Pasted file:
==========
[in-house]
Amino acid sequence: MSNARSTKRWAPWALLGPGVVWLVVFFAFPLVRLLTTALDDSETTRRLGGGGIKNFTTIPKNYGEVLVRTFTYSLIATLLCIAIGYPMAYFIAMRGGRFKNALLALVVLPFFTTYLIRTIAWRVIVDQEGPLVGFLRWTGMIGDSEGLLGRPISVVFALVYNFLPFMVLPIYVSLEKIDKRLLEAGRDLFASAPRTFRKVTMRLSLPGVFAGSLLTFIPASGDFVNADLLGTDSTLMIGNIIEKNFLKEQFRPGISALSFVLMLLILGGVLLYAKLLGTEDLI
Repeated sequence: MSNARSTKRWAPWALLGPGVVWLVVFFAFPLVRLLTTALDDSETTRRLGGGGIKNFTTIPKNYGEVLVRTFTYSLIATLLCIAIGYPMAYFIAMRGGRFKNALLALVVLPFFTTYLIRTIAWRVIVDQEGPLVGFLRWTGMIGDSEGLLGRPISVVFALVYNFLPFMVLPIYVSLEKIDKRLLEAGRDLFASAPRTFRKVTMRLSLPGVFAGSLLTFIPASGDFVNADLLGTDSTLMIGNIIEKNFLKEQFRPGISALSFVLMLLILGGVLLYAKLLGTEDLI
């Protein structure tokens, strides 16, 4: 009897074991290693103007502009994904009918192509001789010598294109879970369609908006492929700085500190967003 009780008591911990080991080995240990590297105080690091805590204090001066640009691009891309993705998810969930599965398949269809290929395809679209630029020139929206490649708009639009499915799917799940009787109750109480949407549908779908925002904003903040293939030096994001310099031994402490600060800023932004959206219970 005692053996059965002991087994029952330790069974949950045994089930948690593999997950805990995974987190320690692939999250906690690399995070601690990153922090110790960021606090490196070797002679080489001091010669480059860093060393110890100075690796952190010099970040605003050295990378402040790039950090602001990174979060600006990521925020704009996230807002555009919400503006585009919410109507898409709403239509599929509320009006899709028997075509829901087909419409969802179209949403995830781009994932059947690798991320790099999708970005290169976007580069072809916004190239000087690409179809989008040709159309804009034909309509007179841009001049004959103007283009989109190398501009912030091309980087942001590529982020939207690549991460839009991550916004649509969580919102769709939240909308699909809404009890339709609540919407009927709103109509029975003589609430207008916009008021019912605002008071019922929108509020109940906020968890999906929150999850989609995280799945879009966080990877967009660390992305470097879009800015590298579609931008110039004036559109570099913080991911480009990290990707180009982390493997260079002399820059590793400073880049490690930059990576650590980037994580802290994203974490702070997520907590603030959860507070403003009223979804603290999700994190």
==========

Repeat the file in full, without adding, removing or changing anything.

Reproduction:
[in-house]
Amino acid sequence: MSNARSTKRWAPWALLGPGVVWLVVFFAFPLVRLLTTALDDSETTRRLGGGGIKNFTTIPKNYGEVLVRTFTYSLIATLLCIAIGYPMAYFIAMRGGRFKNALLALVVLPFFTTYLIRTIAWRVIVDQEGPLVGFLRWTGMIGDSEGLLGRPISVVFALVYNFLPFMVLPIYVSLEKIDKRLLEAGRDLFASAPRTFRKVTMRLSLPGVFAGSLLTFIPASGDFVNADLLGTDSTLMIGNIIEKNFLKEQFRPGISALSFVLMLLILGGVLLYAKLLGTEDLI
Repeated sequence: MSNARSTKRWAPWALLGPGVVWLVVFFAFPLVRLLTTALDDSETTRRLGGGGIKNFTTIPKNYGEVLVRTFTYSLIATLLCIAIGYPMAYFIAMRGGRFKNALLALVVLPFFTTYLIRTIAWRVIVDQEGPLVGFLRWTGMIGDSEGLLGRPISVVFALVYNFLPFMVLPIYVSLEKIDKRLLEAGRDLFASAPRTFRKVTMRLSLPGVFAGSLLTFIPASGDFVNADLLGTDSTLMIGNIIEKNFLKEQFRPGISALSFVLMLLILGGVLLYAKLLGTEDLI
């Protein structure tokens, strides 16, 4: 009897074991290693103007502009994904009918192509001789010598294109879970369609908006492929700085500190967003 009780008591911990080991080995240990590297105080690091805590204090001066640009691009891309993705998810969930599965398949269809290929395809679209630029020139929206490649708009639009499915799917799940009787109750109480949407549908779908925002904003903040293939030096994001310099031994402490600060800023932004959206219970 005692053996059965002991087994029952330790069974949950045994089930948690593999997950805990995974987190320690692939999250906690690399995070601690990153922090110790960021606090490196070797002679080489001091010669480059860093060393110890100075690796952190010099970040605003050295990378402040790039950090602001990174979060600006990521925020704009996230807002555009919400503006585009919410109507898409709403239509599929509320009006899709028997075509829901087909419409969802179209949403995830781009994932059947690798991320790099999708970005290169976007580069072809916004190239000087690409179809989008040709159309804009034909309509007179841009001049004959103007283009989109190398501009912030091309980087942001590529982020939207690549991460839009991550916004649509969580919102769709939240909308699909809404009890339709609540919407009927709103109509029975003589609430207008916009008021019912605002008071019922929108509020109940906020968890999906929150999850989609995280799945879009966080990877967009660390992305470097879009800015590298579609931008110039004036559109570099913080991911480009990290990707180009982390493997260079002399820059590793400073880049490690930059990576650590980037994580802290994203974490702070997520907590603030959860507070403003009223979804603290999700994190």